The elevator whisked him upward, defying gravity and levitating into the sky. He watched the number of each subsequent floor light up and felt his anxiety rise. It snaked up his back and throbbed deeply inside his muscles. The elevator eventually came to a stop and, with a small ding, opened on the 19th floor.
He walked down the hall, searching for the unit number of the recruiting firm’s offices. The hallways were dull, grey, their most notable features being stray windows that looked out on Minneapolis’s increasingly impressive skyline. The only sound was the slight hum of the building’s heating system, which he imagined in another circumstance might be quite calming.
As of right now, though, there was nothing that could bring him to a more stable place. His heart was beating rhythmically in his chest, and his veins felt tight and pinched. A dull ache was encircling his head, and his stomach felt inflamed and sore, as if suffering from an excess of acid.
Yet he was still functional, and, amazingly, his feet and legs carried him swiftly to what felt like an execution. The door of the recruiting company’s offices were plain and uninviting. Opening them with a slightly-shaking hand, he stepped across the threshold into a rather uncomfortable-looking waiting room complete with a receptionist desk, a water-cooler, a small wooden table and several chairs. From this vantage point, it looked as if the entire office could be dissembled and placed on a truck in under an hour.
“Hello. Good morning,” said the man sitting behind the reception desk. He was a man in his late twenties with an oblong face, blue eyes and an expensive-looking pompadour haircut. “How can I help you?”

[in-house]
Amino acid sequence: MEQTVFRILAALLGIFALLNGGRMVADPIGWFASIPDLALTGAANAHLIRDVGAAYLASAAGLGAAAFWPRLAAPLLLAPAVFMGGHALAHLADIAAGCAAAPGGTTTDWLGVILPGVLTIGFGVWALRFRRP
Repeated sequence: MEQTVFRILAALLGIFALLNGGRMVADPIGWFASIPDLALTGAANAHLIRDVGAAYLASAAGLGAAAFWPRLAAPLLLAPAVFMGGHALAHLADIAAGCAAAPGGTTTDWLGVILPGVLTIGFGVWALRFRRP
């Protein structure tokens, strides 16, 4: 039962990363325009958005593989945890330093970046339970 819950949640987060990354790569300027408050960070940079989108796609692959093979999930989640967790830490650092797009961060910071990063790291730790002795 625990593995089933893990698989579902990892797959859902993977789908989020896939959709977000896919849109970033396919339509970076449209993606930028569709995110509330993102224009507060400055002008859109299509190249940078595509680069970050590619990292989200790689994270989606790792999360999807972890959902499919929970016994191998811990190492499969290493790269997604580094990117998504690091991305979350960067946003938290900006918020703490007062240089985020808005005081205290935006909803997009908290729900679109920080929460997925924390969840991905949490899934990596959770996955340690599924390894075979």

“I have an interview today, uh, with Jessica,” he responded, hoping his voice didn’t sound too robotic.
They exchanged a few more words, and then the receptionist took a phone call, revealing a gold bracelet at his lifted the landline to his ear. He sat and waited, thumbing his way through several magazines that sat in a lopsided pile on the wooden table. On the adjacent wall, a poster leered down, one of those cliched, “motivational” posters filled with platitudes so often found in office environments.
This particular one said “Perseverance” and featured a trio of rather surly-looking bald eagles standing on a snow-covered branch in the midst of a winter storm. Below this image was text that read:
In the face of adversity, setting aside one’s pride to come together is the only way to weather the storm.
He stared at the poster, and it almost seemed stare back. The eagles’ eyes had a menacing quality, but not necessarily a conscious one. Instead, they were apathetic and vacant, devoid of anything recognizable or human. After a few seconds, he felt a strong, visceral need to turn away, taking several deep breathes in the process.
“Excuse me,” said the receptionist, breaking into his thoughts. “Jessica is ready for you now.”
He followed the receptionist down a blue-carpeted hallway, passing several offices and a conference room encased in glass. As he walked, he tried to collect his thoughts, but he generally just felt off-balance and weightless, mind clouded by onerous weight that felt like it was pressing against the back of his eyes.